Open Primary vs Party Caucus

Colorado voters passed an “open primary” law on the 2016 ballot, but there’s been some confusion about what all is changing. With competitive primaries for Governor and many other statewide and local offices this year, I thought I’d share some information to make sure all of you know how to participate.

Open Primaries
In Colorado, our primary elections are used to determine the major party nominees for the general election ballot. In 2018, our primary election is on Tuesday, June 26th and our general election is on Tuesday, November 6th.

With the passage of Proposition 108 in November 2016, there’s a new way for unaffiliated voters to participate in the primary elections. Previously, they could choose to affiliate with either the Democratic or Republican party up until 6:59pm on the day of the primary election, cast their ballot, and then go back to being unaffiliated the next day.

Now, unaffiliated voters do not need to change their party. Instead, they will receive two mail ballots – one with the Democratic candidates and one with the Republican candidates. They will be able to choose one ballot to complete and return.

Voters also passed Proposition 107 in 2016 which restored Colorado’s presidential primary. Learn more about both propositions in the 2016 Blue Book.

Party Caucuses & Assemblies
While the process for selecting nominees changed, the process for getting a candidate onto the primary ballot did not. Candidates must either collect petition signatures or go through a party caucus and be nominated at a party assembly.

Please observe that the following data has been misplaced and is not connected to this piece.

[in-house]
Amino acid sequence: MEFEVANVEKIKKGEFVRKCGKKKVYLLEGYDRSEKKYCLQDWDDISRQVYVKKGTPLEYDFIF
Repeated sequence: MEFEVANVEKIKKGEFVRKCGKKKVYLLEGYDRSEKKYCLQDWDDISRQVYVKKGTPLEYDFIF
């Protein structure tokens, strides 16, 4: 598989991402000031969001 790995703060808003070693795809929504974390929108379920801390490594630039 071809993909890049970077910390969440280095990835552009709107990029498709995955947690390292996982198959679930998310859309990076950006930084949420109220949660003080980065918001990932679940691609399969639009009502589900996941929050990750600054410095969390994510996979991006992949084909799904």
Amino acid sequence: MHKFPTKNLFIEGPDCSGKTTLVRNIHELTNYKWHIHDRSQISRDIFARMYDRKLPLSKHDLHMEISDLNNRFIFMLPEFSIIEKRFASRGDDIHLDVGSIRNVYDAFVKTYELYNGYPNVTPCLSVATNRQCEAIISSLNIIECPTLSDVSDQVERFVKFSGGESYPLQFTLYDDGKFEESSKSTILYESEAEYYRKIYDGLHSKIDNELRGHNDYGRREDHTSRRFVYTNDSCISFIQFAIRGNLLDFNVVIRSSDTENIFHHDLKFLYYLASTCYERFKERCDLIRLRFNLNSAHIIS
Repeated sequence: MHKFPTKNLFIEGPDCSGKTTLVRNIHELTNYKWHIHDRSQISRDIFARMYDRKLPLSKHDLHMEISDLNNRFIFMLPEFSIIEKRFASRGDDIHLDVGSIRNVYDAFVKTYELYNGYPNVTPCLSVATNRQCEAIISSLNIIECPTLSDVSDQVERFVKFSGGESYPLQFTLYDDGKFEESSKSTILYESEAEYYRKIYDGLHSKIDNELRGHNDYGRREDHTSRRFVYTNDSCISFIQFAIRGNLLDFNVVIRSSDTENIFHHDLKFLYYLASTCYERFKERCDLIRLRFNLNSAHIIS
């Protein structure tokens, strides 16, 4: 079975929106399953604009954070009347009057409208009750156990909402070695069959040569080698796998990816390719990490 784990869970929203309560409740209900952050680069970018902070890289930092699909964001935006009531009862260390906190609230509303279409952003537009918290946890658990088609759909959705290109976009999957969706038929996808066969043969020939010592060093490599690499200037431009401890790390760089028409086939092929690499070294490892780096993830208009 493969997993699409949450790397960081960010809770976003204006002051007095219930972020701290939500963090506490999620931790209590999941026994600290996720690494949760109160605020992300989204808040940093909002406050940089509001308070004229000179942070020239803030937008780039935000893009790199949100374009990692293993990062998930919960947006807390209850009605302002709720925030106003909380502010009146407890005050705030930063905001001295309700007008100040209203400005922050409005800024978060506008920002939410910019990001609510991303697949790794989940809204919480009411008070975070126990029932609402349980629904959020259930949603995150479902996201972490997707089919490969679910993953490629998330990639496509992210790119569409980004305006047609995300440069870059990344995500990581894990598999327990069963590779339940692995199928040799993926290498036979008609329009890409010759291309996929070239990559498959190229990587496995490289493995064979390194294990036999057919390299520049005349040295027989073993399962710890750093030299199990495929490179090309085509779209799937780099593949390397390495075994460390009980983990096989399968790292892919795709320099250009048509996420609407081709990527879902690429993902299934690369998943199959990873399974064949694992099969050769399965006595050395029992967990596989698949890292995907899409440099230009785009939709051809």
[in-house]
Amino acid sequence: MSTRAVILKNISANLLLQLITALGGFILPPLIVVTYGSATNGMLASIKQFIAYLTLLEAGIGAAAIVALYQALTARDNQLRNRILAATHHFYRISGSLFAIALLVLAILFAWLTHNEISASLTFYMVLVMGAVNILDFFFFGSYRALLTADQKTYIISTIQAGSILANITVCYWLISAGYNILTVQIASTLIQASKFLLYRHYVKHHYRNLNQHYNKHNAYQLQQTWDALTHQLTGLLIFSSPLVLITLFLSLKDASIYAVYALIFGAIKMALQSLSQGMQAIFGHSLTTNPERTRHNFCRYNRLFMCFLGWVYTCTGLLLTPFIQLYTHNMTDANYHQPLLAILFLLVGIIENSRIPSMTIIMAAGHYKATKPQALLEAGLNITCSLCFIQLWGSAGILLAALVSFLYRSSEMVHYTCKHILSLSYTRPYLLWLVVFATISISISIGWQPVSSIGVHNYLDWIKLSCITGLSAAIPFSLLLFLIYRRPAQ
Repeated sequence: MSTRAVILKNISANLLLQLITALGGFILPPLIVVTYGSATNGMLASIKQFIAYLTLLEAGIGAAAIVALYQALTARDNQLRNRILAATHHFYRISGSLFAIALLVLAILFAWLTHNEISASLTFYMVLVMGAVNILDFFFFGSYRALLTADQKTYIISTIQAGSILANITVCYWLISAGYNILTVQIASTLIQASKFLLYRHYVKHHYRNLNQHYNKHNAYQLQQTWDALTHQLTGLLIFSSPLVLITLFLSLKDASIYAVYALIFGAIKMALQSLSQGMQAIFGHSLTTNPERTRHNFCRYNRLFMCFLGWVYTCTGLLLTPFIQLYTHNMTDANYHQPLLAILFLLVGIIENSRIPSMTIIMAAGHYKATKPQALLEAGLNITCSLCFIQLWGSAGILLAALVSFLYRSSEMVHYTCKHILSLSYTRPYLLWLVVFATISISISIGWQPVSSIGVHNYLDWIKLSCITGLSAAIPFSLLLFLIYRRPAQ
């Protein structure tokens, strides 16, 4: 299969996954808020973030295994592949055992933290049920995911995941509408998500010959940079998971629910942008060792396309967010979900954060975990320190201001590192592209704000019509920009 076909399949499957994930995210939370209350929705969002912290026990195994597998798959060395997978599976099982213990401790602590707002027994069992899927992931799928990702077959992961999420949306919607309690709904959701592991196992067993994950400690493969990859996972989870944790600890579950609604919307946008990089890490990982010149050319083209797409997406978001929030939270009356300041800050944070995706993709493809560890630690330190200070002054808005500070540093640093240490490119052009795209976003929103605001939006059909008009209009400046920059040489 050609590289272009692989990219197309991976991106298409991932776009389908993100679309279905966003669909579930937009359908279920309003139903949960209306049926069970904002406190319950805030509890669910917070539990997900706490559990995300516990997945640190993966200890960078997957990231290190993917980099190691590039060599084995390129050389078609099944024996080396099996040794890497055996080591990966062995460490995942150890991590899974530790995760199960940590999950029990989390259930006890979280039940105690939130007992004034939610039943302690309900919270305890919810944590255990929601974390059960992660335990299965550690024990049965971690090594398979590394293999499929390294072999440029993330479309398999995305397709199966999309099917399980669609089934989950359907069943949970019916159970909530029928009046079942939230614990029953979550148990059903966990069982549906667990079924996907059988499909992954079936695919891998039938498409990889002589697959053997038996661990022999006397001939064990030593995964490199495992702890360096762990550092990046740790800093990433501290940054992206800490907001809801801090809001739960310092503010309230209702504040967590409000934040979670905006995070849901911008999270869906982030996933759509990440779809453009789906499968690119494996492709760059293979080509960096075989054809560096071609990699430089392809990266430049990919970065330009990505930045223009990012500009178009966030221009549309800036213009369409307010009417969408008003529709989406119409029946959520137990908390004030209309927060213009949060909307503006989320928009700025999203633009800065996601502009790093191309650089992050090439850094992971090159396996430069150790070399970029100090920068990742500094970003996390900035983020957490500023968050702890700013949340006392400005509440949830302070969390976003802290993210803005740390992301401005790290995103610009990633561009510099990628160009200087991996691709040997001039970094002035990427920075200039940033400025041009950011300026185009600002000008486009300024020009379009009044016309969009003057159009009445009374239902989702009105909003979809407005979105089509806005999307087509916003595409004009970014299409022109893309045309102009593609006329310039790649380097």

This year’s Democratic and Republican Party Precinct Caucuses are on Tuesday, March 6th at 7:00pm. The caucuses are organized and paid for by the parties themselves and still rely on paper voter lists printed in advance, and that means that voters must be affiliated with a major party in advance if they want to participate. Same day registration/ affiliation for a caucus would require computers at every caucus site connected to the state voter database, and that’s just too expensive for the parties to handle.

If you’re already a registered voter, you will need to make sure your party affiliation is up to date by January 8th (60 days before caucus). If you’re registering in Colorado for the first time, you have a little more time and must register and affiliate by February 5th. Either way, you must be a resident of your precinct by February 5th.

If you’ve never attended caucus before, I highly recommend it. I’ll admit it’s more of a commitment than simply casting a ballot – you’ll need to dedicate the entire evening – but it’s a great way to meet people in your precinct and help determine which candidates go on to appear on the primary ballots in June.

Questions? Email me at

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